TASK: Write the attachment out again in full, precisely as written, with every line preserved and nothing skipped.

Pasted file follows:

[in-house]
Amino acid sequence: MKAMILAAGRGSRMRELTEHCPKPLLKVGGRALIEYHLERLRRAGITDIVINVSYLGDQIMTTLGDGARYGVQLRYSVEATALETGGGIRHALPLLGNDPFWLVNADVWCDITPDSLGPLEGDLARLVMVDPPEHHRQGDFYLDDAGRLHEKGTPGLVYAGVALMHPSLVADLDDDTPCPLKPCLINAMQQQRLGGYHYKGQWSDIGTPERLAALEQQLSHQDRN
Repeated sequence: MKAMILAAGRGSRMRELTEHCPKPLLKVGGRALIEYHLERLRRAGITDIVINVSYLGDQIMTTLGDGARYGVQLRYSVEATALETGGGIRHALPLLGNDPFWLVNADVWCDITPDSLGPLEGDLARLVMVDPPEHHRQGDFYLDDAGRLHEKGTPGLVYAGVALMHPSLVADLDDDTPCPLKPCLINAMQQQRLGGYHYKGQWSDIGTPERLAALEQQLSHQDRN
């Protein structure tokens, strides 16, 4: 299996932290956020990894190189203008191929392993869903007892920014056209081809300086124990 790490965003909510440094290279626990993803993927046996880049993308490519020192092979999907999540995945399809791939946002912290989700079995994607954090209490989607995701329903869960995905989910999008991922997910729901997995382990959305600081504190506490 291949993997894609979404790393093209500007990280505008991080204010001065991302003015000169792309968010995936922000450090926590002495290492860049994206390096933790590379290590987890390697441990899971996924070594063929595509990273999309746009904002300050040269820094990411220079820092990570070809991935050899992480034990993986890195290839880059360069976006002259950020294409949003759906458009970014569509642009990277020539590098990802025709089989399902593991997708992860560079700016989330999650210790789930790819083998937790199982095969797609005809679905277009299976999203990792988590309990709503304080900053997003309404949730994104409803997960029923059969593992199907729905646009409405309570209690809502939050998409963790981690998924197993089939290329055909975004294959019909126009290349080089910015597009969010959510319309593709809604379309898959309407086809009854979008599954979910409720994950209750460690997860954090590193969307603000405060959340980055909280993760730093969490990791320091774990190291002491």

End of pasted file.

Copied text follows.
[in-house]
Amino acid sequence: MKAMILAAGRGSRMRELTEHCPKPLLKVGGRALIEYHLERLRRAGITDIVINVSYLGDQIMTTLGDGARYGVQLRYSVEATALETGGGIRHALPLLGNDPFWLVNADVWCDITPDSLGPLEGDLARLVMVDPPEHHRQGDFYLDDAGRLHEKGTPGLVYAGVALMHPSLVADLDDDTPCPLKPCLINAMQQQRLGGYHYKGQWSDIGTPERLAALEQQLSHQDRN
Repeated sequence: MKAMILAAGRGSRMRELTEHCPKPLLKVGGRALIEYHLERLRRAGITDIVINVSYLGDQIMTTLGDGARYGVQLRYSVEATALETGGGIRHALPLLGNDPFWLVNADVWCDITPDSLGPLEGDLARLVMVDPPEHHRQGDFYLDDAGRLHEKGTPGLVYAGVALMHPSLVADLDDDTPCPLKPCLINAMQQQRLGGYHYKGQWSDIGTPERLAALEQQLSHQDRN
């Protein structure tokens, strides 16, 4: 299996932290956020990894190189203008191929392993869903007892920014056209081809300086124990 790490965003909510440094290279626990993803993927046996880049993308490519020192092979999907999540995945399809791939946002912290989700079995994607954090209490989607995701329903869960995905989910999008991922997910729901997995382990959305600081504190506490 291949993997894609979404790393093209500007990280505008991080204010001065991302003015000169792309968010995936922000450090926590002495290492860049994206390096933790590379290590987890390697441990899971996924070594063929595509990273999309746009904002300050040269820094990411220079820092990570070809991935050899992480034990993986890195290839880059360069976006002259950020294409949003759906458009970014569509642009990277020539590098990802025709089989399902593991997708992860560079700016989330999650210790789930790819083998937790199982095969797609005809679905277009299976999203990792988590309990709503304080900053997003309404949730994104409803997960029923059969593992199907729905646009409405309570209690809502939050998409963790981690998924197993089939290329055909975004294959019909126009290349080089910015597009969010959510319309593709809604379309898959309407086809009854979008599954979910409720994950209750460690997860954090590193969307603000405060959340980055909280993760730093969490990791320091774990190291002491």